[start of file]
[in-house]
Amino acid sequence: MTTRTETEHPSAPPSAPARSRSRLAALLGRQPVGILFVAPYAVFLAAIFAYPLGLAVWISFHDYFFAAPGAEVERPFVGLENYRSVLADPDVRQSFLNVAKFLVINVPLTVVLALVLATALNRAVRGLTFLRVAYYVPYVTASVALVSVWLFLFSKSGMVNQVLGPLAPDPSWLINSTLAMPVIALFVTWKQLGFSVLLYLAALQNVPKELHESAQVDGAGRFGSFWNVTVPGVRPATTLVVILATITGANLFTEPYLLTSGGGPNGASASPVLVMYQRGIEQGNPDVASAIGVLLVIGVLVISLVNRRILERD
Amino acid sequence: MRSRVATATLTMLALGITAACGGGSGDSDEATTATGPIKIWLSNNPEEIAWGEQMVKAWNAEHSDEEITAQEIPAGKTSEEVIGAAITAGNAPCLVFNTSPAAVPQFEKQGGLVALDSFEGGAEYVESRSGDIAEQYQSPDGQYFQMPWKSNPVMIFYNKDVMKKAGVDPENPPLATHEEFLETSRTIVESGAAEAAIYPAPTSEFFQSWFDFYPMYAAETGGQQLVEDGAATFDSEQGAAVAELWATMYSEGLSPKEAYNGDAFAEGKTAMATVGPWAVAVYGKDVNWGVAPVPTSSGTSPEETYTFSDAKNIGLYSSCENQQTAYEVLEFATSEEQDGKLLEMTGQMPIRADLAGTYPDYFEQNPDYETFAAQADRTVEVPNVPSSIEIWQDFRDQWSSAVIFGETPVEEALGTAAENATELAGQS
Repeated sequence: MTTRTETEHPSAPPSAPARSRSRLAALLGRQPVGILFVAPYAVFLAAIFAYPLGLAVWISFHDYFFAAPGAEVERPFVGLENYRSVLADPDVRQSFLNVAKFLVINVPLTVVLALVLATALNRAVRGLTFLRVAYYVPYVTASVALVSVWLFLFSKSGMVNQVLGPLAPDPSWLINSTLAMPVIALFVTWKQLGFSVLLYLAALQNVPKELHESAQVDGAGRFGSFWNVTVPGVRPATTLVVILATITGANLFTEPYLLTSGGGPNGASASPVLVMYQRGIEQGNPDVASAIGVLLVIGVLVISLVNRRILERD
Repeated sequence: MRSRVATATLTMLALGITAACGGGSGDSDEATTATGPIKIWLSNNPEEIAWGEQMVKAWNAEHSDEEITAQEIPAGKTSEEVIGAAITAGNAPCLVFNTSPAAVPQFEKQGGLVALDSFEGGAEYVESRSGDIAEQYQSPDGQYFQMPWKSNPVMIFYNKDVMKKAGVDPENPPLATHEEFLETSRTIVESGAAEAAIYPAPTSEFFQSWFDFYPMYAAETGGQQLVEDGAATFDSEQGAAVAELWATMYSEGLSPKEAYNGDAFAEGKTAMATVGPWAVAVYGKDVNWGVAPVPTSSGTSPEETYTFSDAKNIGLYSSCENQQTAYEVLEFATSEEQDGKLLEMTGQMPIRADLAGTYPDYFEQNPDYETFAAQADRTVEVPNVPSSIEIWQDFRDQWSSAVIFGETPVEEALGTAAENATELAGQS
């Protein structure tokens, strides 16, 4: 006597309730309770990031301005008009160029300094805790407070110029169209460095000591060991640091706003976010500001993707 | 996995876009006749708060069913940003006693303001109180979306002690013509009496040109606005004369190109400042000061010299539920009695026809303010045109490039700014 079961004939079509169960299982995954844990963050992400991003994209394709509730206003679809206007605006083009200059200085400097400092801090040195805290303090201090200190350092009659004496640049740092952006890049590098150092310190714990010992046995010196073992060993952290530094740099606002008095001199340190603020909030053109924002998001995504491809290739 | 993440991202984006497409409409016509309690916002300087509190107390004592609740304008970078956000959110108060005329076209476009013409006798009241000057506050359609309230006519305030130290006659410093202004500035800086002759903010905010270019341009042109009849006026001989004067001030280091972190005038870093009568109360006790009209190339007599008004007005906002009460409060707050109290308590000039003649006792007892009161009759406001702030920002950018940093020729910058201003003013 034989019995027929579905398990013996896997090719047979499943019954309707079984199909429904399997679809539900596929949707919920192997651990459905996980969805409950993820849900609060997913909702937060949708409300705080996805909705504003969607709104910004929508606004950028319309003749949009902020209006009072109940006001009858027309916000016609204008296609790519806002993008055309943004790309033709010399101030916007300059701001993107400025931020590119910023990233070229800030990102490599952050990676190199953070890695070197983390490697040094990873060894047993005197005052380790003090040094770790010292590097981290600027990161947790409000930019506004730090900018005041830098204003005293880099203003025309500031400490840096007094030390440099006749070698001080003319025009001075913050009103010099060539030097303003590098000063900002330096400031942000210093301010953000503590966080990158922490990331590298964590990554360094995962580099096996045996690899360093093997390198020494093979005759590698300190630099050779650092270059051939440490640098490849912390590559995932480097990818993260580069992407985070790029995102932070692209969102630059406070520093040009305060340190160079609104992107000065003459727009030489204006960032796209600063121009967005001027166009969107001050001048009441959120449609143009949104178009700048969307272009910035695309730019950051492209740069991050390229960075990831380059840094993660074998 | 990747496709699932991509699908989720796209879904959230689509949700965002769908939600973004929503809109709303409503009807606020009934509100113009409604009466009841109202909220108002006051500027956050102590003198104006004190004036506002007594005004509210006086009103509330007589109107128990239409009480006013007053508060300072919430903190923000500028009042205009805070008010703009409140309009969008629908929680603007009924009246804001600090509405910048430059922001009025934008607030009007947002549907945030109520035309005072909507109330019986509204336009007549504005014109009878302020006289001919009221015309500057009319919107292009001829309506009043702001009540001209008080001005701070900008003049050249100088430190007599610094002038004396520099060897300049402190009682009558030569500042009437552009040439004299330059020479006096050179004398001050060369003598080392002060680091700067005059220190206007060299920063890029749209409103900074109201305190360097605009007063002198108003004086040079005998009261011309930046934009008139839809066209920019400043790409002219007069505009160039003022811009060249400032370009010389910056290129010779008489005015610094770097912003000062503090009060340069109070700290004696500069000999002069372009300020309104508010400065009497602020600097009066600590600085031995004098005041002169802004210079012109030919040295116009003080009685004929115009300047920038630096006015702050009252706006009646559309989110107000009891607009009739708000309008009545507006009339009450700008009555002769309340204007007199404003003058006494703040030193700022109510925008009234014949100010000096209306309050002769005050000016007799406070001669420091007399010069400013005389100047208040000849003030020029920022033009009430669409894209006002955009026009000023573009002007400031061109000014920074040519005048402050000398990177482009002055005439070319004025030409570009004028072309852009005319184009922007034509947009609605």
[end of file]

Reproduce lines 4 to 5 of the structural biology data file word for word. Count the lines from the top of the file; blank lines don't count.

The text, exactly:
Repeated sequence: MTTRTETEHPSAPPSAPARSRSRLAALLGRQPVGILFVAPYAVFLAAIFAYPLGLAVWISFHDYFFAAPGAEVERPFVGLENYRSVLADPDVRQSFLNVAKFLVINVPLTVVLALVLATALNRAVRGLTFLRVAYYVPYVTASVALVSVWLFLFSKSGMVNQVLGPLAPDPSWLINSTLAMPVIALFVTWKQLGFSVLLYLAALQNVPKELHESAQVDGAGRFGSFWNVTVPGVRPATTLVVILATITGANLFTEPYLLTSGGGPNGASASPVLVMYQRGIEQGNPDVASAIGVLLVIGVLVISLVNRRILERD
Repeated sequence: MRSRVATATLTMLALGITAACGGGSGDSDEATTATGPIKIWLSNNPEEIAWGEQMVKAWNAEHSDEEITAQEIPAGKTSEEVIGAAITAGNAPCLVFNTSPAAVPQFEKQGGLVALDSFEGGAEYVESRSGDIAEQYQSPDGQYFQMPWKSNPVMIFYNKDVMKKAGVDPENPPLATHEEFLETSRTIVESGAAEAAIYPAPTSEFFQSWFDFYPMYAAETGGQQLVEDGAATFDSEQGAAVAELWATMYSEGLSPKEAYNGDAFAEGKTAMATVGPWAVAVYGKDVNWGVAPVPTSSGTSPEETYTFSDAKNIGLYSSCENQQTAYEVLEFATSEEQDGKLLEMTGQMPIRADLAGTYPDYFEQNPDYETFAAQADRTVEVPNVPSSIEIWQDFRDQWSSAVIFGETPVEEALGTAAENATELAGQS